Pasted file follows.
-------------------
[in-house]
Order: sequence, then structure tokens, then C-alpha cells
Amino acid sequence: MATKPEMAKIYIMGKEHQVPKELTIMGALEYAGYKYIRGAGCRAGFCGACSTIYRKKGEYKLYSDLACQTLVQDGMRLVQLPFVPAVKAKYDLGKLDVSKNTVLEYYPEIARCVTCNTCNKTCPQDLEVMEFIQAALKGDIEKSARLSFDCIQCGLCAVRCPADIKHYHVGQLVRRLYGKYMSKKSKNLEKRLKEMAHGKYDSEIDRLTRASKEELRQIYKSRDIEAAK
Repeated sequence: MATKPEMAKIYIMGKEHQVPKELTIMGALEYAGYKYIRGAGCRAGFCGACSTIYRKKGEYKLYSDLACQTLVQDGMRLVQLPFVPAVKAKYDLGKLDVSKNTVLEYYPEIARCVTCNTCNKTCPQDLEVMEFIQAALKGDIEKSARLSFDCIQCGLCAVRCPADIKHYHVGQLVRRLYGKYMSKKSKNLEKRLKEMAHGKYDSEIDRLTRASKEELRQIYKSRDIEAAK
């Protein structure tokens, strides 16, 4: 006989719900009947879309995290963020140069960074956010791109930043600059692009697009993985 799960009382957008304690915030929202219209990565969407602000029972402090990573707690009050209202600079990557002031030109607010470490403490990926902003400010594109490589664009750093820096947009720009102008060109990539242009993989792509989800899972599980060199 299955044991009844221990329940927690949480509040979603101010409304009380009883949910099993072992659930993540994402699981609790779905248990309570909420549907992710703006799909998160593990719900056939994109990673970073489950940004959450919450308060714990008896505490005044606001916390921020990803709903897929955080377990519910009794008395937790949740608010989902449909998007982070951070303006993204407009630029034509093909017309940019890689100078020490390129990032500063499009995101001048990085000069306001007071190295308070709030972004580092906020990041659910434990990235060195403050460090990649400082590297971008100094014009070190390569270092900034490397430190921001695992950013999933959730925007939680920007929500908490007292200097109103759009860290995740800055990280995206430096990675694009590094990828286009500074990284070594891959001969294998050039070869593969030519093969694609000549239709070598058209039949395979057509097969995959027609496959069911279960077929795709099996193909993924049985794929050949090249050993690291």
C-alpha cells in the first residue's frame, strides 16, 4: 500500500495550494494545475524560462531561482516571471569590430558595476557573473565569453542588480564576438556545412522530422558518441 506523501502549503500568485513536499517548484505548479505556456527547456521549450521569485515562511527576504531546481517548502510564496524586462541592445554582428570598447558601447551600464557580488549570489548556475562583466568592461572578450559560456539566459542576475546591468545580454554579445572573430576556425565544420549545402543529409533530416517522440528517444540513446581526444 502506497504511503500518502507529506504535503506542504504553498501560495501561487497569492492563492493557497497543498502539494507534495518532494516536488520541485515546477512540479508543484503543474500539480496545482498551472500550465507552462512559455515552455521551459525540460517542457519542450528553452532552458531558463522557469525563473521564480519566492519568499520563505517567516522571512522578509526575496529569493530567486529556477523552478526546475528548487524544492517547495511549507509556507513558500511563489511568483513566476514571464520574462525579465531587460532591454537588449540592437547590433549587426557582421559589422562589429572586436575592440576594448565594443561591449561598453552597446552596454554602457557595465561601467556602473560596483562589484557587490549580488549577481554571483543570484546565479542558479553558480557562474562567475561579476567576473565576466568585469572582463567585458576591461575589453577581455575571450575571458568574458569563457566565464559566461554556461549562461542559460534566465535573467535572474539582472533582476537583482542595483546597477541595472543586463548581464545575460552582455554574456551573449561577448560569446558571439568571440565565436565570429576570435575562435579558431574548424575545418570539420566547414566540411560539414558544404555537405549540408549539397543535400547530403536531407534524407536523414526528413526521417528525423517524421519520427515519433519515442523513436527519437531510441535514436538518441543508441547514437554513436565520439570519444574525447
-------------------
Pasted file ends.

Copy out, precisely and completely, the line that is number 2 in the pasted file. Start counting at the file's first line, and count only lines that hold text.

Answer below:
Order: sequence, then structure tokens, then C-alpha cells